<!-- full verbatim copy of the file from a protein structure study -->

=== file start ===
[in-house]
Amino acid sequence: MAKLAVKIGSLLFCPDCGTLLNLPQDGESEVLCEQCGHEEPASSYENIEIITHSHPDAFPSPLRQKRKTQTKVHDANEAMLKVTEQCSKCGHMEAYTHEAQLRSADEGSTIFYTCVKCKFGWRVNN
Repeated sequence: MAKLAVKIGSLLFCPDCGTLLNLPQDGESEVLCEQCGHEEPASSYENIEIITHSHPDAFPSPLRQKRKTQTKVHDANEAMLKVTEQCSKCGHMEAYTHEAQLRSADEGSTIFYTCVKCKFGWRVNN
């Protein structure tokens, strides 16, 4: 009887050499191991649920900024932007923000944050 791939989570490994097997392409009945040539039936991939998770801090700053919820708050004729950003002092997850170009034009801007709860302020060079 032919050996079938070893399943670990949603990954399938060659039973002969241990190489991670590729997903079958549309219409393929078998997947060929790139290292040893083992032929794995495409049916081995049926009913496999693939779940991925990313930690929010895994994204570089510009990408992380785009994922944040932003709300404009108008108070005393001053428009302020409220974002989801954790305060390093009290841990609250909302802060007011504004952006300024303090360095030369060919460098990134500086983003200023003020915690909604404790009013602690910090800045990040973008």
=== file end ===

[in-house]
Amino acid sequence: MAKLAVKIGSLLFCPDCGTLLNLPQDGESEVLCEQCGHEEPASSYENIEIITHSHPDAFPSPLRQKRKTQTKVHDANEAMLKVTEQCSKCGHMEAYTHEAQLRSADEGSTIFYTCVKCKFGWRVNN
Repeated sequence: MAKLAVKIGSLLFCPDCGTLLNLPQDGESEVLCEQCGHEEPASSYENIEIITHSHPDAFPSPLRQKRKTQTKVHDANEAMLKVTEQCSKCGHMEAYTHEAQLRSADEGSTIFYTCVKCKFGWRVNN
């Protein structure tokens, strides 16, 4: 009887050499191991649920900024932007923000944050 791939989570490994097997392409009945040539039936991939998770801090700053919820708050004729950003002092997850170009034009801007709860302020060079 032919050996079938070893399943670990949603990954399938060659039973002969241990190489991670590729997903079958549309219409393929078998997947060929790139290292040893083992032929794995495409049916081995049926009913496999693939779940991925990313930690929010895994994204570089510009990408992380785009994922944040932003709300404009108008108070005393001053428009302020409220974002989801954790305060390093009290841990609250909302802060007011504004952006300024303090360095030369060919460098990134500086983003200023003020915690909604404790009013602690910090800045990040973008």